The European Space Agency (ESA) and Russia’s Roscosmos is set to up the ante in the search for life on Mars when it launches the ExoMars rover to the Red Planet in 2022. The machine will be attached with a subsurface drill which will be able to look beneath the surface for signs of life. By doing so, it will become the first rover to look for signs of life beneath the surface.
Some experts believe this could be the best hope of finding alien life.
Astrophysicist and research scientist Dimitra Atri at the Center for Space Science at NYU Abu Dhabi has conducted research, and found that subsurface conditions of the Red Planet could be the best for any microorganisms, according to the research published in the journal Scientificace to loo.
This is because beneath the surface, there are still traces of water – one of the main ingredients for life.
On top of that, any life beneath the surface will be protected from deadly solar radiation – protection which is lacking on the surface due to the Red Planet’s lack of atmosphere.
Mr Atri said: “It is exciting to contemplate that life could survive in such a harsh environment, as few as two meters below the surface of Mars.
“When the Rosalind Franklin rover on board the ExoMars mission (ESA and Roscosmos), equipped with a subsurface drill, is launched in 2022, it will be well-suited to detect extant microbial life and hopefully provide some important insights.”
ExoMars was set to be launched this year, but the coronavirus outbreak put a halt to that.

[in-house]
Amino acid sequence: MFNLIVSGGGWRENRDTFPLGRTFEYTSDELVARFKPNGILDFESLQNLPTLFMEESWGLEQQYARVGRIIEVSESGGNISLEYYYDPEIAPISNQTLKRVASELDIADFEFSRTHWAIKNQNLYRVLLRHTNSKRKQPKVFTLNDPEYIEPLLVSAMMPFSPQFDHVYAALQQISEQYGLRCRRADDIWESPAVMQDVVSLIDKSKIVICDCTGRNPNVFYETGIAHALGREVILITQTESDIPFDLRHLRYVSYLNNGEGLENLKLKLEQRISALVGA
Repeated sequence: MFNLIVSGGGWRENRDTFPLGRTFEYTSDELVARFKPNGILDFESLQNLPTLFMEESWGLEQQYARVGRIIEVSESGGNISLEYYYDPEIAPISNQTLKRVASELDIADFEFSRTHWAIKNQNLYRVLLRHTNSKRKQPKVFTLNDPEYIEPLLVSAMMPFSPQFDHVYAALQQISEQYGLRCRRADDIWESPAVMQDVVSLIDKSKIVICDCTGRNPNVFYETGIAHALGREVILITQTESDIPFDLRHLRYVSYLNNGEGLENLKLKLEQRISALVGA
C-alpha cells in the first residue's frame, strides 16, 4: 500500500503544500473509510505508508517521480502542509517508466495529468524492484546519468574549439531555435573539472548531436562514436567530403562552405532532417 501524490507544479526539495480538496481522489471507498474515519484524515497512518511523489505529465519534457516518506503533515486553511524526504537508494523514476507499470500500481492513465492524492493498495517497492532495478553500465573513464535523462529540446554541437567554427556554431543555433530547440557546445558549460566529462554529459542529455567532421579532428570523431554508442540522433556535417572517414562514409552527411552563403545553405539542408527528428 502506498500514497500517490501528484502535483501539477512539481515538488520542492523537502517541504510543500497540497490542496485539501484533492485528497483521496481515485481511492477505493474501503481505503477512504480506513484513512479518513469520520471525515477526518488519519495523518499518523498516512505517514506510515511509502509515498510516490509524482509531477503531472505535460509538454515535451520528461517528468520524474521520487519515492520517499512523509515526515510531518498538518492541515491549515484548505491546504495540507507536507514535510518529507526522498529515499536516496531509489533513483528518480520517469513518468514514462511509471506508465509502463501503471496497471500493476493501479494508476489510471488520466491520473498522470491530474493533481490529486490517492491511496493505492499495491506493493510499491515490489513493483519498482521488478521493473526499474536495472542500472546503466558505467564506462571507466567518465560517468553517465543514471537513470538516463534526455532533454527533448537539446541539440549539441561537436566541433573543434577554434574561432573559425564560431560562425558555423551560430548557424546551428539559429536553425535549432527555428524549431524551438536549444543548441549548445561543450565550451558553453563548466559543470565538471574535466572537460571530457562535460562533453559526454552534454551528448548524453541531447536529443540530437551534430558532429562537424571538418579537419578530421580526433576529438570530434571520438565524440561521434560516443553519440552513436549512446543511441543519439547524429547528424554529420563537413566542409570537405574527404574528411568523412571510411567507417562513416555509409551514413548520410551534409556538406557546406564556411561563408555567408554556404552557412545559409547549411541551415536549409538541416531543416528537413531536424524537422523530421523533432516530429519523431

This is because there are issues with some of the electronics in the robot, and a hardware concern for the solar panels.
At a normal time, this would not be an issue, but with borders being closed and countries being put on shut down, neither the engineers nor the parts are readily available.
Monica Grady, a professor of planetary and space science from the Open University, wrote for The Conversation: “Each of the hardware issues could be solved, as could problems with software – but in combination, there was too great a risk that the time remaining before the launch was too short to ensure full and thorough final testing.
“And then, on top of all this: the novel coronavirus. Just look back at the list of countries that have contributed to the build of the spacecraft.
“The final staging place before moving to the launch site is Turin, in northern Italy, where illness from coronavirus has practically closed the country and brought movement across its borders to a halt.
“Engineers from the UK, France, Russia and the US (at the very least) will be needed alongside those in Italy for the final testing.
“Given restrictions on travel and movement of personnel, postponement of the launch became inevitable.”